Brit Bennett on Church, Racism, and Her Novel “The Mothers”

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Brit Bennett

Brit Bennett came to prominence in a way that was unheard of in the literary world a generation ago. She published a piece about racial justice in Jezebel in 2014, and it provoked a huge discussion online and demonstrated what a fine writer she is.

Soon enough, she was hearing from literary agents and now she’s publishing her debut novel, “The Mothers.” She talks with Kurt Andersen about how attending different churches in her childhood informed the book, and why she started her novel by revealing its biggest secret. 

Kurt Andersen: You grew up in a church-going family?

Brit Bennett: Yeah, I went to Catholic church for a while, my mom is Catholic. She grew up in Louisiana, so I went to Catholic church when I was younger and my dad is protestant, so I also went to his church. And my mom’s church was mostly white, my dad’s was mostly black, so I had these very different cultural experiences going to these different churches as a child so I think I’ve always been interested in church as a space that can be so culturally different, even when people are professing to believe the same thing.

How interesting. If you haven’t written it already, there are whole essays to be written about Protestantism vs. Catholicism and black Protestantism vs. white Catholicism.

Yeah, I’m really interested in black Catholicism also, that’s something I’ve been thinking about because my mom went to this segregated church in Louisiana when she was a kid, and I remember thinking, “How could you go to a church that’s segregated? How could you sit there?” But that’s just what they did. They had their religious beliefs and they were willing to stomach the indignity of going to a segregated church because they believe that was how they wanted to worship.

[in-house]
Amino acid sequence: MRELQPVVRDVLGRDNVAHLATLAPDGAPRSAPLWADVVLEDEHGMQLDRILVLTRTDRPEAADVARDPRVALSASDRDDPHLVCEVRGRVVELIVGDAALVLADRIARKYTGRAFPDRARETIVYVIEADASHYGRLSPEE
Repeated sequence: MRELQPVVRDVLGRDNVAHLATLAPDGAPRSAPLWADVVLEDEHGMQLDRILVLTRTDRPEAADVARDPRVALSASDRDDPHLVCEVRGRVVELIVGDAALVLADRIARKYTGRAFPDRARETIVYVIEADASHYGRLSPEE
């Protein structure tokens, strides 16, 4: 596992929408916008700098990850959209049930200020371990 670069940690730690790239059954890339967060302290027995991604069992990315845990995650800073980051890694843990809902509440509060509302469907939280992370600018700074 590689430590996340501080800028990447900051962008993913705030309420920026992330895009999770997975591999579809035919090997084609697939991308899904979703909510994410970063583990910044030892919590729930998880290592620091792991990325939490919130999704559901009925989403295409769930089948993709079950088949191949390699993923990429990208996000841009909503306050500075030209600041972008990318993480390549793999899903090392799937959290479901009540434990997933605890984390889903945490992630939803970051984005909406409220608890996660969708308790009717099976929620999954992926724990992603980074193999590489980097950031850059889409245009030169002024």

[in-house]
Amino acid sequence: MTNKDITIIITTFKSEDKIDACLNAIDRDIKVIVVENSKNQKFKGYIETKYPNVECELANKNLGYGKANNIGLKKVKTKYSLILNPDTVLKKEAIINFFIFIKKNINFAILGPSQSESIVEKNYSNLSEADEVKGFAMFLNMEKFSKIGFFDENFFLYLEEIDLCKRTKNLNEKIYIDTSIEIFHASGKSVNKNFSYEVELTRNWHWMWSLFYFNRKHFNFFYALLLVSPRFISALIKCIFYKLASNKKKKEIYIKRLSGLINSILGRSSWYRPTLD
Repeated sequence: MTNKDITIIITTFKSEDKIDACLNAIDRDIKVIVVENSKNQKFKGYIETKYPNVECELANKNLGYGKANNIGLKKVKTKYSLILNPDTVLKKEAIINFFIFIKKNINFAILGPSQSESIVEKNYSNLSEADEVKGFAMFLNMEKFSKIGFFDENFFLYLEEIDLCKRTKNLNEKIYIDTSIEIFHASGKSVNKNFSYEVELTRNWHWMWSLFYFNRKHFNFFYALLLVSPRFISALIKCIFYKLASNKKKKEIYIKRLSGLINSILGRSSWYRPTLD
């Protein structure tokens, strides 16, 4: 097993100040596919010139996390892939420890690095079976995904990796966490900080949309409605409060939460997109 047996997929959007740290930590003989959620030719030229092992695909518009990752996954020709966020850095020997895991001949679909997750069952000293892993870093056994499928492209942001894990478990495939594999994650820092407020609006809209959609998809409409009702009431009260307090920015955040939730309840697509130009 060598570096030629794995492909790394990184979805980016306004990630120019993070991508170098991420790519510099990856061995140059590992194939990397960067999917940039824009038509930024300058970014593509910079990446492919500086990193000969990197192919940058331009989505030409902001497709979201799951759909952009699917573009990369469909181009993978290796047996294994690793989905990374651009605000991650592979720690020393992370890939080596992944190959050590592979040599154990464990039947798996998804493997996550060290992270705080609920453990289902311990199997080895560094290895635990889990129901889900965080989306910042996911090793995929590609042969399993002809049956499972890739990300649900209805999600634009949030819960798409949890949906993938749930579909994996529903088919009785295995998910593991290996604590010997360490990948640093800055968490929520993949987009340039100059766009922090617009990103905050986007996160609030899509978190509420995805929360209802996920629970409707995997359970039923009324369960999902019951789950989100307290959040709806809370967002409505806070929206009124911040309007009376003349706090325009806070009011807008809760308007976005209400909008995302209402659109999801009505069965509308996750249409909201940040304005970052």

I remember she told me the church was shaped like a cross, and the black people had to sit in the outer arms of the cross so that the priest didn’t have to look at you when he was speaking. And that’s an image I’ve never forgotten.

Your main character, Nadia — and this isn’t a spoiler alert — decides to have an abortion. Was that something you knew would be part of the story from the get-go?

You know, originally it was something that was lingering in the background of the story. This girl was harboring this secret and she was just a minor character that went to the church and you realized this was a secret that was going to affect the church in this large way. So she was a character that emerged from the shadows and kind of crept up on me. But yeah, I realized that she was the engine that was driving the story forward — the secret that she had, the way in which it affects the pastor’s family and the way it affects the whole church.

It’s interesting that you began with the idea that she’s a secondary character with a secret, but in the first few sentences, it’s no longer a secret. That’s quite an evolution.

Yeah, I think part of this was grad school. I did have professors who were like, “what generates tension in a book is revealing information, not withholding it.”

Which is counterintuitive. People think, “Fiction, it’s all about mystery and slow reveal.”

Exactly. I always thought as a young writer, “I’ll just keep this as a secret and eventually tell people,” but it’s way more interesting when you put this up front.

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